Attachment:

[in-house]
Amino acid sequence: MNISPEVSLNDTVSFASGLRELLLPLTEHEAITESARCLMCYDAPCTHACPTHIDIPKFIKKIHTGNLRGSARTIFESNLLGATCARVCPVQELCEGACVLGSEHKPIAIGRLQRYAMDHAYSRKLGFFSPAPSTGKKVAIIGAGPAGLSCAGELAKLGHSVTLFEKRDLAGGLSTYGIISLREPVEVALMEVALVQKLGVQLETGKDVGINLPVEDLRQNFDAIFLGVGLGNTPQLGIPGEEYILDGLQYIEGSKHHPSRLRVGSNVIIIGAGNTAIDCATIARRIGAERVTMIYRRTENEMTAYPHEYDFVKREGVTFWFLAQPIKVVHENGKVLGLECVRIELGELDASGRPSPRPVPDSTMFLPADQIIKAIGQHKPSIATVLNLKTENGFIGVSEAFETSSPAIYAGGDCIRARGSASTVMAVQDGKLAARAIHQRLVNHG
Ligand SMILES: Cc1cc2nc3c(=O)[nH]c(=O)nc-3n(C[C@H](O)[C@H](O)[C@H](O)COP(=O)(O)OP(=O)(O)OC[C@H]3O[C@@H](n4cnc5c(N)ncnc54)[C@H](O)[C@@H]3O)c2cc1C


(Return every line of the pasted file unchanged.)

[in-house]
Amino acid sequence: MNISPEVSLNDTVSFASGLRELLLPLTEHEAITESARCLMCYDAPCTHACPTHIDIPKFIKKIHTGNLRGSARTIFESNLLGATCARVCPVQELCEGACVLGSEHKPIAIGRLQRYAMDHAYSRKLGFFSPAPSTGKKVAIIGAGPAGLSCAGELAKLGHSVTLFEKRDLAGGLSTYGIISLREPVEVALMEVALVQKLGVQLETGKDVGINLPVEDLRQNFDAIFLGVGLGNTPQLGIPGEEYILDGLQYIEGSKHHPSRLRVGSNVIIIGAGNTAIDCATIARRIGAERVTMIYRRTENEMTAYPHEYDFVKREGVTFWFLAQPIKVVHENGKVLGLECVRIELGELDASGRPSPRPVPDSTMFLPADQIIKAIGQHKPSIATVLNLKTENGFIGVSEAFETSSPAIYAGGDCIRARGSASTVMAVQDGKLAARAIHQRLVNHG
Ligand SMILES: Cc1cc2nc3c(=O)[nH]c(=O)nc-3n(C[C@H](O)[C@H](O)[C@H](O)COP(=O)(O)OP(=O)(O)OC[C@H]3O[C@@H](n4cnc5c(N)ncnc54)[C@H](O)[C@@H]3O)c2cc1C